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Climate change driving California native fish species to extinction
Eighty two percent of native freshwater fish species in California, including salmon, are likely to become extinct on present trends within the next century due to climate change, reports a study lead by Professor Peter Moyle from University of California Davis.
The study - Climate Change Vulnerability of Native and Alien Freshwater Fishes of California: A Systematic Assessment Approach - found that, of 121 native fish species, 82 percent are likely to be driven to extinction or very low numbers as climate change speeds the decline of already depleted populations. In contrast, the study reported that 19 percent of the 50 non-native fish species in the state face a similar risk of extinction. Many non-native fish are likely to thrive in changed aquatic conditions, mostly at the expense of native species.
"If present trends continue, much of the unique California fish fauna will disappear and be replaced by alien fishes, such as carp, largemouth bass, fathead minnows and green sunfish," said Peter Moyle, a professor of fish biology at UC Davis who has been documenting the biology and status of California fish for the past 40 years.
"Disappearing fish will include not only obscure species of minnows, suckers and pupfishes, but also coho salmon, most runs of steelhead trout and Chinook salmon, and Sacramento perch," Moyle said.
This is another example of the great loss of biodiversity we are seeing with the 6th mass species extinction event in the history of the planet - this one caused by human degradation of the environment, the atmosphere and climate change disturbance. Only a few days ago I reported on the rapid decline in amphibian numbers across the United States.
With reduced winter snow and spring ice melt, and drier conditions more likely in many catchments, fish species face increased variability of stream flows with reduced flows during summer. Higher air temperatures and reduced stream flows will increase water temperatures. Salmon and trout which prefer cold water are particularly threatened.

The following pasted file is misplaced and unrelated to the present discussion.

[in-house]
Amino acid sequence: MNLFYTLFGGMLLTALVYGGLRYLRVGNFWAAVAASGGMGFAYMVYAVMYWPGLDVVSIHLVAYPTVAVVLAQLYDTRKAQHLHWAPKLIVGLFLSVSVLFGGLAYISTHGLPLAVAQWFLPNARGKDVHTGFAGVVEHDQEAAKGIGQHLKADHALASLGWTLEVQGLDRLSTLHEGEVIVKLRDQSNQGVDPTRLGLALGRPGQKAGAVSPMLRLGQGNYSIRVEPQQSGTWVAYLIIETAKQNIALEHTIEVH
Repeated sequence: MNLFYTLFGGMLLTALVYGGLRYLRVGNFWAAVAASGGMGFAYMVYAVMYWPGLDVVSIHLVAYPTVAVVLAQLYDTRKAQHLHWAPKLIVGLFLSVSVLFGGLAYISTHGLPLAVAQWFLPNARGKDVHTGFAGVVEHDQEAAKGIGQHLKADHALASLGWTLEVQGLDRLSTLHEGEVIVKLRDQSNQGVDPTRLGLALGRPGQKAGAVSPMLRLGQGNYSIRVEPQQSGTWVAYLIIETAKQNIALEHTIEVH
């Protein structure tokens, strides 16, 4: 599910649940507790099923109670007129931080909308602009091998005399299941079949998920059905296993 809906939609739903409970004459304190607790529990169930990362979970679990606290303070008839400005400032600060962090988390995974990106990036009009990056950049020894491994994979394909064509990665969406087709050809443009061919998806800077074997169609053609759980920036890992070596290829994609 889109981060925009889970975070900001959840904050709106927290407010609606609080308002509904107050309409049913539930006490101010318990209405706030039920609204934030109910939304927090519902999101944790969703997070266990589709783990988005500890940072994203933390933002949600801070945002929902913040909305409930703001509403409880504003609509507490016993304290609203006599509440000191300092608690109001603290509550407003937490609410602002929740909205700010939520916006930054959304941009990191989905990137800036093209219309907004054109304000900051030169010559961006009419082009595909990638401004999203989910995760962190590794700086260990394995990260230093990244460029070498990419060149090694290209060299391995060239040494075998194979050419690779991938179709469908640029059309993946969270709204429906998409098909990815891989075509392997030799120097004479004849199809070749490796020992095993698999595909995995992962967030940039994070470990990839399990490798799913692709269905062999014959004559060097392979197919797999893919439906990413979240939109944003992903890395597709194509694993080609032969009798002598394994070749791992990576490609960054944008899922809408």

According to the study California is projected "to experience advancement in the timing of precipitation events and an increase in the ratio of rain to snow. This will result in more high flow events during winter, increased variability in flows, diminished spring snowmelt pulses, and protracted periods of low (base) flows. Such changes in precipitation and flow regimes will likely alter seasonal availability of spawning and rearing habitat for some native fish species (e.g., Chinook salmon, Oncorhynchus tshawytscha) and favor fishes (mostly aliens) that can persist during long periods when stream flows are low and intermittent. The more the natural flow regime is altered, the less native fishes will be favored."
The authors conclude in the abstract of the study:
"Native species had both greater baseline and greater climate change vulnerability than did alien species. Fifty percent of California's native fish fauna was assessed as having critical or high baseline vulnerability to extinction whereas all alien species were classified as being less or least vulnerable. For vulnerability to climate change, 82% of native species were classified as highly vulnerable, compared with only 19% for aliens. Predicted climate change effects on freshwater environments will dramatically change the fish fauna of California. Most native fishes will suffer population declines and become more restricted in their distributions; some will likely be driven to extinction. Fishes requiring cold water (&lessthan;22°C) are particularly likely to go extinct. In contrast, most alien fishes will thrive, with some species increasing in abundance and range. However, a few alien species will likewise be negatively affected through loss of aquatic habitats during severe droughts and physiologically stressful conditions present in most waterways during summer."
The study was lead by Professor Peter Moyle and co-authored by postdoctoral students Joseph Kiernan, Patrick Crain and Rebecca Quiñones of the Center for Watershed Sciences at UC Davis. The study methodology was designed for a rapid and repeatable application in other regions to assess freshwater fish species vulnerability to climate change. Around the world riparian and freshwater aquatic habitats are suffering degradation from human land use changes, which climate change will impact further upon. Freshwater fishes are bearing the brunt of these changes, especially in regions with arid or Mediterranean climates. The authors said "Our method has high utility for predicting vulnerability to climate change of diverse fish species. It should be useful for setting conservation priorities in many different regions."
Top 20 Native Californian Fish likely to become extinct